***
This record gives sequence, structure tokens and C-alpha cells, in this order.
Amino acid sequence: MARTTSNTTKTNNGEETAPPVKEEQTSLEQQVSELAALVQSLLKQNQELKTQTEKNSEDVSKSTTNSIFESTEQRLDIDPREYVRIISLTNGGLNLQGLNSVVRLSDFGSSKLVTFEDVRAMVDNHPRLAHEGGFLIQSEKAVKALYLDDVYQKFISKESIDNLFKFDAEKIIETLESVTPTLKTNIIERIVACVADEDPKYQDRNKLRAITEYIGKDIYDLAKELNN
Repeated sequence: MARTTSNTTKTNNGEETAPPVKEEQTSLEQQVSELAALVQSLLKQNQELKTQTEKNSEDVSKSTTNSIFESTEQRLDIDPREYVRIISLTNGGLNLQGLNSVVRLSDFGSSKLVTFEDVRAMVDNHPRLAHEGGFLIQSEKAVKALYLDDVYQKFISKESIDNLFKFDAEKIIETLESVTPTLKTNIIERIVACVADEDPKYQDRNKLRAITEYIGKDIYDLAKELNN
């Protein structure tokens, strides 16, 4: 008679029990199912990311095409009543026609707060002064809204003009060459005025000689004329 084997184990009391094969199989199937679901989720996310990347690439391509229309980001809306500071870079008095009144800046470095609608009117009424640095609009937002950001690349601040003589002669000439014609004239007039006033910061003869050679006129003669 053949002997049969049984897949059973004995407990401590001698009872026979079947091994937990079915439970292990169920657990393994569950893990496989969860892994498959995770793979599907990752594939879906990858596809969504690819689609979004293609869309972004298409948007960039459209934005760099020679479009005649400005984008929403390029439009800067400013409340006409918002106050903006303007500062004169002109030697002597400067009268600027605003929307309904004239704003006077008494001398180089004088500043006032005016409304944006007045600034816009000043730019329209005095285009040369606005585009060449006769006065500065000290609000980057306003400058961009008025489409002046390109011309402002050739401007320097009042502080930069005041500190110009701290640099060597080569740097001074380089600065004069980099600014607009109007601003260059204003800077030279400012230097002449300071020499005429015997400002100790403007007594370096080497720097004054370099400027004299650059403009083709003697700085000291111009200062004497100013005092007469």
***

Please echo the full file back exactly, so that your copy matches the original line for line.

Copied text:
This record gives sequence, structure tokens and C-alpha cells, in this order.
Amino acid sequence: MARTTSNTTKTNNGEETAPPVKEEQTSLEQQVSELAALVQSLLKQNQELKTQTEKNSEDVSKSTTNSIFESTEQRLDIDPREYVRIISLTNGGLNLQGLNSVVRLSDFGSSKLVTFEDVRAMVDNHPRLAHEGGFLIQSEKAVKALYLDDVYQKFISKESIDNLFKFDAEKIIETLESVTPTLKTNIIERIVACVADEDPKYQDRNKLRAITEYIGKDIYDLAKELNN
Repeated sequence: MARTTSNTTKTNNGEETAPPVKEEQTSLEQQVSELAALVQSLLKQNQELKTQTEKNSEDVSKSTTNSIFESTEQRLDIDPREYVRIISLTNGGLNLQGLNSVVRLSDFGSSKLVTFEDVRAMVDNHPRLAHEGGFLIQSEKAVKALYLDDVYQKFISKESIDNLFKFDAEKIIETLESVTPTLKTNIIERIVACVADEDPKYQDRNKLRAITEYIGKDIYDLAKELNN
């Protein structure tokens, strides 16, 4: 008679029990199912990311095409009543026609707060002064809204003009060459005025000689004329 084997184990009391094969199989199937679901989720996310990347690439391509229309980001809306500071870079008095009144800046470095609608009117009424640095609009937002950001690349601040003589002669000439014609004239007039006033910061003869050679006129003669 053949002997049969049984897949059973004995407990401590001698009872026979079947091994937990079915439970292990169920657990393994569950893990496989969860892994498959995770793979599907990752594939879906990858596809969504690819689609979004293609869309972004298409948007960039459209934005760099020679479009005649400005984008929403390029439009800067400013409340006409918002106050903006303007500062004169002109030697002597400067009268600027605003929307309904004239704003006077008494001398180089004088500043006032005016409304944006007045600034816009000043730019329209005095285009040369606005585009060449006769006065500065000290609000980057306003400058961009008025489409002046390109011309402002050739401007320097009042502080930069005041500190110009701290640099060597080569740097001074380089600065004069980099600014607009109007601003260059204003800077030279400012230097002449300071020499005429015997400002100790403007007594370096080497720097004054370099400027004299650059403009083709003697700085000291111009200062004497100013005092007469």